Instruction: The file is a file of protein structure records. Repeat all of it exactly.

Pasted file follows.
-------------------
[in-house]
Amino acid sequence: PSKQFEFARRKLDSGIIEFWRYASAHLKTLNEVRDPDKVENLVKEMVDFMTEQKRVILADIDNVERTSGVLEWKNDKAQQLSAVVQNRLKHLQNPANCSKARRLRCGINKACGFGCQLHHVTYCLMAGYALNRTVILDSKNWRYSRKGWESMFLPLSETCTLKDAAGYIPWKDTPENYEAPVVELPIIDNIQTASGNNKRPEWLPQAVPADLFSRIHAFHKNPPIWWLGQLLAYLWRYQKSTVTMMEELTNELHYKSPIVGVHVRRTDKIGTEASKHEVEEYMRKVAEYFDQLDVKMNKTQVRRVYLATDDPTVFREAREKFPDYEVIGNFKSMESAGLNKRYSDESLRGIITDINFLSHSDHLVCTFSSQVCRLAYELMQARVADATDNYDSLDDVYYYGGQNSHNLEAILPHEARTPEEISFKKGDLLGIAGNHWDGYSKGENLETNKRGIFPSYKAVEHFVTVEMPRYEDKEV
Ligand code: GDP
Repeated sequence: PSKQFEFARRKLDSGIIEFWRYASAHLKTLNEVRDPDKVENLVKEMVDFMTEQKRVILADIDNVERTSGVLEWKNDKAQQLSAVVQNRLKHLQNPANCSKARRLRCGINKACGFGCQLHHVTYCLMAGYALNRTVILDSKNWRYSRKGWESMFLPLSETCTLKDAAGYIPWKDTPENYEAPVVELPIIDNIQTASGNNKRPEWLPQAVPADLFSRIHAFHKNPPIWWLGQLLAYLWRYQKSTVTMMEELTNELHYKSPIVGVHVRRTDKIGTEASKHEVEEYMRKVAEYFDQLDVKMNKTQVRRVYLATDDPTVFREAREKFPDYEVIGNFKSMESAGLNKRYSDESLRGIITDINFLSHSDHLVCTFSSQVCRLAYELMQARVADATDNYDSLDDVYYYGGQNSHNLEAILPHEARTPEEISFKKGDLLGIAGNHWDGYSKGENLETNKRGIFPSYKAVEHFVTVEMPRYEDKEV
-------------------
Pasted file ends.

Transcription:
[in-house]
Amino acid sequence: PSKQFEFARRKLDSGIIEFWRYASAHLKTLNEVRDPDKVENLVKEMVDFMTEQKRVILADIDNVERTSGVLEWKNDKAQQLSAVVQNRLKHLQNPANCSKARRLRCGINKACGFGCQLHHVTYCLMAGYALNRTVILDSKNWRYSRKGWESMFLPLSETCTLKDAAGYIPWKDTPENYEAPVVELPIIDNIQTASGNNKRPEWLPQAVPADLFSRIHAFHKNPPIWWLGQLLAYLWRYQKSTVTMMEELTNELHYKSPIVGVHVRRTDKIGTEASKHEVEEYMRKVAEYFDQLDVKMNKTQVRRVYLATDDPTVFREAREKFPDYEVIGNFKSMESAGLNKRYSDESLRGIITDINFLSHSDHLVCTFSSQVCRLAYELMQARVADATDNYDSLDDVYYYGGQNSHNLEAILPHEARTPEEISFKKGDLLGIAGNHWDGYSKGENLETNKRGIFPSYKAVEHFVTVEMPRYEDKEV
Ligand code: GDP
Repeated sequence: PSKQFEFARRKLDSGIIEFWRYASAHLKTLNEVRDPDKVENLVKEMVDFMTEQKRVILADIDNVERTSGVLEWKNDKAQQLSAVVQNRLKHLQNPANCSKARRLRCGINKACGFGCQLHHVTYCLMAGYALNRTVILDSKNWRYSRKGWESMFLPLSETCTLKDAAGYIPWKDTPENYEAPVVELPIIDNIQTASGNNKRPEWLPQAVPADLFSRIHAFHKNPPIWWLGQLLAYLWRYQKSTVTMMEELTNELHYKSPIVGVHVRRTDKIGTEASKHEVEEYMRKVAEYFDQLDVKMNKTQVRRVYLATDDPTVFREAREKFPDYEVIGNFKSMESAGLNKRYSDESLRGIITDINFLSHSDHLVCTFSSQVCRLAYELMQARVADATDNYDSLDDVYYYGGQNSHNLEAILPHEARTPEEISFKKGDLLGIAGNHWDGYSKGENLETNKRGIFPSYKAVEHFVTVEMPRYEDKEV